LOS ANGELES - A California taxpayers' group on Friday took the first step toward collecting signatures for an initiative that would require two-thirds voter approval for all local bonds and tax anticipation notes.
The far-reaching proposal would require similar approval for other local liabilities, such as certificates of participation, and would cover tax allocation bonds that are issued by redevelopment agencies.
The proposed constitutional amendment also calls for benefit assessment reform, including voting requirements for so-called indirect assessments as defined in the initiative.
Richard Gann, president of the Sacramento-based Paul Gann's Citizens Committee, on Friday submitted a nine-page declaration summary of the initiative, titled "The Taxpayers Consent Act," with the California Attorney General's Office. Submitting the summary is the first step required for circulation of initiative petitions under state law.
Shirley Washington, a spokeswoman for Secretary of State March Fong Eu, said the state is required to process the application within 45 days.
Once the green light to circulate petitions has been received, Gann's group will have 150 days to collect 615,958 signatures of registered voters. If they miss the deadline, the initiative will not go forward.
Noting that he is working under "real time constraints," Gann said efforts will persist even if petition circulators fail to qualify the initiative for the November 1994 ballot.
"We will continue gathering signatures so that the initiative could be placed on the next scheduled statewide election ballot," which would be California's presidential primary in March 1996, Gann said.
The proposed initiative is not necessarily a surprise - Gann's group has increasingly criticized the growing use of such vehicles as assessments and tax allocation bonds. The ambitious proposal, however, is by far the most aggressive in targeting voter approval for all local liabilities, including notes and COPs.
Although it remains uncertain if the proposal will qualify for next year's ballot - much less pass - it no doubt will give underwriters reason to pause.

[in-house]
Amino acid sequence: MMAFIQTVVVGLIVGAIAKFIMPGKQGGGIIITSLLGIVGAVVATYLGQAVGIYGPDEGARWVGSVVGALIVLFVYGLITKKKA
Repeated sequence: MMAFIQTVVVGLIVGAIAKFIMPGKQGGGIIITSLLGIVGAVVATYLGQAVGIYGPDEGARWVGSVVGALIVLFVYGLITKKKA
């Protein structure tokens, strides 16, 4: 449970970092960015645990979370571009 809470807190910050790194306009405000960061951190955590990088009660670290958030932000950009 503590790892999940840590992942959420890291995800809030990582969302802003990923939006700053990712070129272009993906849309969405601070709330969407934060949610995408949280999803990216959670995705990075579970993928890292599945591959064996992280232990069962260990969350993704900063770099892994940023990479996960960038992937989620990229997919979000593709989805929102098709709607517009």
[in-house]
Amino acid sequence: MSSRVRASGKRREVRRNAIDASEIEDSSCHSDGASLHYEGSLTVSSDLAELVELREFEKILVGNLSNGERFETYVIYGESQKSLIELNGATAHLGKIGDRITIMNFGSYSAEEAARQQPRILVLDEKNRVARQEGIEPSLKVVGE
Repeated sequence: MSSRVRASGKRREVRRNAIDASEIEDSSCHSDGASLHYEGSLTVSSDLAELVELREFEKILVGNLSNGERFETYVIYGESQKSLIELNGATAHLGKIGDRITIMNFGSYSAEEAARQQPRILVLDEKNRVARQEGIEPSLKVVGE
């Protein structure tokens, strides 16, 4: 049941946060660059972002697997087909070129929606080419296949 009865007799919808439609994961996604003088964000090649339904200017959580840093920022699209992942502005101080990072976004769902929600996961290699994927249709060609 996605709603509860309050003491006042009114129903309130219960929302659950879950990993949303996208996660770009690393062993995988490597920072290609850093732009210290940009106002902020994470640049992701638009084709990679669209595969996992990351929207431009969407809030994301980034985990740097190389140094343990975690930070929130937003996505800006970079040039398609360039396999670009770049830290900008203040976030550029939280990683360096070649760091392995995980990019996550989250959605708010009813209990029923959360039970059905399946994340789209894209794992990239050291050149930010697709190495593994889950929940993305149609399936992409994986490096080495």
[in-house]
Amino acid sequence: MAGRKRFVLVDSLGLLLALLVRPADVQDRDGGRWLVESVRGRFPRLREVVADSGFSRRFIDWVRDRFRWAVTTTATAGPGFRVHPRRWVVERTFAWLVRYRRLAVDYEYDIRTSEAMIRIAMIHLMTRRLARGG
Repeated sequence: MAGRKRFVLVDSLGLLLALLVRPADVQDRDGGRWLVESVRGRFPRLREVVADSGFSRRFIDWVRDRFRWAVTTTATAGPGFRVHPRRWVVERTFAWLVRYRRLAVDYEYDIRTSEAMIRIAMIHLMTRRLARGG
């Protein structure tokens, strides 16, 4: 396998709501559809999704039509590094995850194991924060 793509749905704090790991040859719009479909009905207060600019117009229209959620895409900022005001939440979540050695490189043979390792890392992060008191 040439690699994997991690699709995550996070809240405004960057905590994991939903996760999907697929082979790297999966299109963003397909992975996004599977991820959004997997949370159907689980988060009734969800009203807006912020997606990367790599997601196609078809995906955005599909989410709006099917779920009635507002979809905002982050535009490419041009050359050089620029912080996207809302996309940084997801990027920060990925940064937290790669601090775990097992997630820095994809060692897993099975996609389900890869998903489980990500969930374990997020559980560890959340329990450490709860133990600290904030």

"This initiative is basically directed at the abuses taking place against property owners and the imposition of taxes, fees, and bonded indebtedness at the local level without their approval." Gann said in a telephone interview Friday. "We're trying to address circumventions of Proposition 13 in relation to property owners.
Gann's father, the late Paul Gann, was a co-author of Proposition 13, the landmark 1978 initiative that limited property tax rates in California.
The proposed initiative also takes another swipe at defining voting requirements for general and special taxes. Previous attempts to impose such requirements resulted in conflicting and often confusing court interpretations.
The proposed initiative excludes debt and leasing issuance at the state level.
"We're not addressing the state's taxing or bonding authorities in this initiative," Gann said. "We're primarily addressing local governments and special districts. That's not to say that at some point in time we should not address the state's" debt management procedures.
"Believe me, the state was part of our discussions," he said. "But the reality is the initiative was already at nine full [single-spaced] pages. We can't solve all the problems in one sweep."
Regarding benefit assessment reform, Gann said the initiative does not require imposition of a vote for "direct" assessments, which are defined as those financing capital costs for sidewalks, streets, and sewers, along with water, flood control, or drainage systems.
"If it is a true improvement to the property, the consensus of the drafters [of the initiative] was that this was something we could live with," Gann said.
Any other assessment outside the "direct" benefit definition would require two-thirds voter approval, according to the initiative.